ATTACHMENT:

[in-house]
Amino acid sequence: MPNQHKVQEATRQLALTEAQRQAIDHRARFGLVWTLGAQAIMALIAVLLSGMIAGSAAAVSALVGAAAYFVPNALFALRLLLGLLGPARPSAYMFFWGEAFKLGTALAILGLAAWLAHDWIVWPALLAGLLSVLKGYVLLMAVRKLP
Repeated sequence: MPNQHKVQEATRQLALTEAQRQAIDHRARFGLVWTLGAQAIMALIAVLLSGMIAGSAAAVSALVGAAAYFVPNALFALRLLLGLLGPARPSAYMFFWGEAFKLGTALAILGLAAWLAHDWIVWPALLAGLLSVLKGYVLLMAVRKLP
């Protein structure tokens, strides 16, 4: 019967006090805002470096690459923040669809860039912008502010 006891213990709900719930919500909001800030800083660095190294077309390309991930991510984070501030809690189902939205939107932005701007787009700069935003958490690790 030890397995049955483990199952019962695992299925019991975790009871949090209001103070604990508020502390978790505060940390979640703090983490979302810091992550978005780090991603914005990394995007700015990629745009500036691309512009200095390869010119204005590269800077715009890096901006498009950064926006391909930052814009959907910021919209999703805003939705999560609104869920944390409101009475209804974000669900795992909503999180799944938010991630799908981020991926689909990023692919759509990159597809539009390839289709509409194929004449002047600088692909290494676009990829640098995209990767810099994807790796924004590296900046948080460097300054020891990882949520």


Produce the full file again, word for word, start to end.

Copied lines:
[in-house]
Amino acid sequence: MPNQHKVQEATRQLALTEAQRQAIDHRARFGLVWTLGAQAIMALIAVLLSGMIAGSAAAVSALVGAAAYFVPNALFALRLLLGLLGPARPSAYMFFWGEAFKLGTALAILGLAAWLAHDWIVWPALLAGLLSVLKGYVLLMAVRKLP
Repeated sequence: MPNQHKVQEATRQLALTEAQRQAIDHRARFGLVWTLGAQAIMALIAVLLSGMIAGSAAAVSALVGAAAYFVPNALFALRLLLGLLGPARPSAYMFFWGEAFKLGTALAILGLAAWLAHDWIVWPALLAGLLSVLKGYVLLMAVRKLP
């Protein structure tokens, strides 16, 4: 019967006090805002470096690459923040669809860039912008502010 006891213990709900719930919500909001800030800083660095190294077309390309991930991510984070501030809690189902939205939107932005701007787009700069935003958490690790 030890397995049955483990199952019962695992299925019991975790009871949090209001103070604990508020502390978790505060940390979640703090983490979302810091992550978005780090991603914005990394995007700015990629745009500036691309512009200095390869010119204005590269800077715009890096901006498009950064926006391909930052814009959907910021919209999703805003939705999560609104869920944390409101009475209804974000669900795992909503999180799944938010991630799908981020991926689909990023692919759509990159597809539009390839289709509409194929004449002047600088692909290494676009990829640098995209990767810099994807790796924004590296900046948080460097300054020891990882949520």